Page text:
NEW YORK — Investors' anxiety about the economy and rising prices for gas, food and most other things has some thinking about tapping retirement savings to ease their current financial troubles.
The Transamerica Center for Retirement Studies reports that the number of workers with loans outstanding on retirement accounts such as 401(k) plans rose to 18 percent in 2007, from 11 percent a year earlier. Anecdotal reports from financial advisers also have shown increases.
Some financial experts and lawmakers are concerned that investors grappling with spiraling credit card debt and mortgage payments are eyeing their retirement holdings as a potential financial lifeline without appreciating the gravity of tapping into something that should be all but inviolable.
Sen. Herb Kohl, D-Wis., chairman of the Senate Special Committee on Aging, has sent letters to nine overseers of 401(k) and retirement plans seeking details on how they disclose fees and risks associated with rolling over or tapping into retirement accounts. The letters highlight concerns that investors looking to paying down debt are making decisions without understanding tax consequences and potential loss of income.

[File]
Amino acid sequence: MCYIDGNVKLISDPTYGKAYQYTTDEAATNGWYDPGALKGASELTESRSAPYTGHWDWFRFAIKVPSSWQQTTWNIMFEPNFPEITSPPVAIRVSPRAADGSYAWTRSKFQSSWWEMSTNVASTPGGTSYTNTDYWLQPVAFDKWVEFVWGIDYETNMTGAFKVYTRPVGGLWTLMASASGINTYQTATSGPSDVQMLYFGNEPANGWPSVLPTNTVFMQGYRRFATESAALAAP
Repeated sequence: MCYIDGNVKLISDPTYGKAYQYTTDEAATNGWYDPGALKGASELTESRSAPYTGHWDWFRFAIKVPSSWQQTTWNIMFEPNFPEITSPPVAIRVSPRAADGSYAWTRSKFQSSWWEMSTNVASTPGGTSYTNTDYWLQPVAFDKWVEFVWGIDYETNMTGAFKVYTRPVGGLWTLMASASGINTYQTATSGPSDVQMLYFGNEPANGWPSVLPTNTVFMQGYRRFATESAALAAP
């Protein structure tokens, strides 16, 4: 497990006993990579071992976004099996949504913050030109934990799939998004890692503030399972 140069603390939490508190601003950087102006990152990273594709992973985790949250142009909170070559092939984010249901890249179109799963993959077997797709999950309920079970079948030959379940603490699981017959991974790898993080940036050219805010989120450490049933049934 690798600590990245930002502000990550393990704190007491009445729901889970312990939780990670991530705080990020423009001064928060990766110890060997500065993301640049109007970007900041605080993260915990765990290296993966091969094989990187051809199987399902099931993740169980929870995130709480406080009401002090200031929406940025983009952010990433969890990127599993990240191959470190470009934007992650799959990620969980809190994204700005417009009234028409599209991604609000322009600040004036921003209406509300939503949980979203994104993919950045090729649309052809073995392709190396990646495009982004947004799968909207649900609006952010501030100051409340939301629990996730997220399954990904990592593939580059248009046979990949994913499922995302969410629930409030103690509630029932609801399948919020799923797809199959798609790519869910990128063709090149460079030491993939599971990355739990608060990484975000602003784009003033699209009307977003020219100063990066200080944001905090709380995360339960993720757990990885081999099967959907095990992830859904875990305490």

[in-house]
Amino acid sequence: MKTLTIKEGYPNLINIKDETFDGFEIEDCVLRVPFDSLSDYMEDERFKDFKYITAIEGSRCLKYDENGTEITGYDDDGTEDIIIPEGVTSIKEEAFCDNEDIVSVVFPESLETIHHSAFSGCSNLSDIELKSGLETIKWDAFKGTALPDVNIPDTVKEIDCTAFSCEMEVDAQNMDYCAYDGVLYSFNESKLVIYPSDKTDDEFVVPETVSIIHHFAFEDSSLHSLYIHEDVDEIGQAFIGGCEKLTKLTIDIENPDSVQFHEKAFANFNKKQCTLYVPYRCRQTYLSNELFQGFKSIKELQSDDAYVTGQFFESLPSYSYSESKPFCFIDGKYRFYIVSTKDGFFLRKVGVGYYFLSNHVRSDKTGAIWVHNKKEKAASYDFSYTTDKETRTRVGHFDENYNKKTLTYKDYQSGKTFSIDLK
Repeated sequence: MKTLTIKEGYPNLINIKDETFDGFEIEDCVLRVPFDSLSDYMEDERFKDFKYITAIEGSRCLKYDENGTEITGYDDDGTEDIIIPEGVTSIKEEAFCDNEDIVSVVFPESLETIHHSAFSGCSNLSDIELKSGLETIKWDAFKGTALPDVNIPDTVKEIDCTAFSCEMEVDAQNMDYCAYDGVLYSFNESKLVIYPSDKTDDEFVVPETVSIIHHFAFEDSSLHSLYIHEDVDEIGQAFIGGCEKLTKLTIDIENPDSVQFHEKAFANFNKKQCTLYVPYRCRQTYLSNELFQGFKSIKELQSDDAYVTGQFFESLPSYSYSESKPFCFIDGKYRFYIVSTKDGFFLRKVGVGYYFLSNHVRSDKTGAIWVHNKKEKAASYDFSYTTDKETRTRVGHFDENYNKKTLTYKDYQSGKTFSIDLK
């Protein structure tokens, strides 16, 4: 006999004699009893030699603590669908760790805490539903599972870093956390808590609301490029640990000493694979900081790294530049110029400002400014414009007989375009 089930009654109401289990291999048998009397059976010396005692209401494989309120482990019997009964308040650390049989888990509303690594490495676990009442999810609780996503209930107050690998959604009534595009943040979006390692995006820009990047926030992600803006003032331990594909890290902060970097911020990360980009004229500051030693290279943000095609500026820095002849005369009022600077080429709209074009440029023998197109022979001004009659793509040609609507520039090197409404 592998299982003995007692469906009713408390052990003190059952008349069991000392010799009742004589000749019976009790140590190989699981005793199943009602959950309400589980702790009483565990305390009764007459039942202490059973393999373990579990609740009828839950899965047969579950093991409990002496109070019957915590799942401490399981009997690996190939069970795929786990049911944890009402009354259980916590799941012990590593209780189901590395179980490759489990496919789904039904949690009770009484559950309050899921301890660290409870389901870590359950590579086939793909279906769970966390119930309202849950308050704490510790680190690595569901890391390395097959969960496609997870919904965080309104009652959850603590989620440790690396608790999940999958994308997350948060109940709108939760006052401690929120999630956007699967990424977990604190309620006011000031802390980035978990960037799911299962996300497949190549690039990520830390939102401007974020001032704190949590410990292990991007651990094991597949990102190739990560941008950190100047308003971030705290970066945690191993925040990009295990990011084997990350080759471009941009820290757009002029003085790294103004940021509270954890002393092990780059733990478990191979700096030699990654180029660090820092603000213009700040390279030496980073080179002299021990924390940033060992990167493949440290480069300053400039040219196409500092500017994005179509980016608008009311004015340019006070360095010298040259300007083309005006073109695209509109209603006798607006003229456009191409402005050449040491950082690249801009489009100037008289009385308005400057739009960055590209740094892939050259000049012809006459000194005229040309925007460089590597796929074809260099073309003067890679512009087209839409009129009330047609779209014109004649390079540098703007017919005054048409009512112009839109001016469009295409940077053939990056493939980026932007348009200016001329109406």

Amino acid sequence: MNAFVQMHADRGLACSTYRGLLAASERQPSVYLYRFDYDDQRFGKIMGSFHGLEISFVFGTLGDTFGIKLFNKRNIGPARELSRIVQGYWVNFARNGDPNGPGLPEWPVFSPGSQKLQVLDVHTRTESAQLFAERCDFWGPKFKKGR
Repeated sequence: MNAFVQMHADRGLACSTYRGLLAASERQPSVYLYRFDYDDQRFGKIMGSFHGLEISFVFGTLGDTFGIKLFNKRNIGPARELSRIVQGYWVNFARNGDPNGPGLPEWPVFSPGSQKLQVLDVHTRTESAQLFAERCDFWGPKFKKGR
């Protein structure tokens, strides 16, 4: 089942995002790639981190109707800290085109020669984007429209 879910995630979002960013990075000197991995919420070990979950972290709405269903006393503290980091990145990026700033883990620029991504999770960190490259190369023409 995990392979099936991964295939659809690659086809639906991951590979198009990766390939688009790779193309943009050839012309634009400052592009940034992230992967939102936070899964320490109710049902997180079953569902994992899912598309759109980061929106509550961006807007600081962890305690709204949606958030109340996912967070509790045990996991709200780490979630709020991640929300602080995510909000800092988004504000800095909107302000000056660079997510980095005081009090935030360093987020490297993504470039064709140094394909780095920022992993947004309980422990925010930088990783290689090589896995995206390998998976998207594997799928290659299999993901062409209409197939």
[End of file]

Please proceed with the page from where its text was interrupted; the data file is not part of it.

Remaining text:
The committee, which has previously examined 401(k) fees, expects to hold hearings next month. Staffers say it's too early to tell whether officials from big retirement services companies will be asked to testify.
The committee's interest mirrors that of some investment advisers. Dean Kohmann, vice president of 401(k) services at Charles Schwab & Co. in Richfield, Ohio, notes that many investors who borrow or withdraw money from a retirement plan often buy only a short-term fix. Making a hardship withdrawal — for example, to stave off foreclosure — might keep some investors in a home only a few months longer, he notes. After that, the money removed from a retirement account is taxed as income and is no longer protected from creditors as it would have been.
Mark Davis, a principal with the financial consultancy Kravitz Davis Sansone in Los Angeles, said workers who borrow from their retirement accounts should at least continue making their regular contributions from each paycheck, not simply pay back what they owe. ”If you want to keep getting ahead you have to make both the loan payment and the ongoing contribution,“ he said.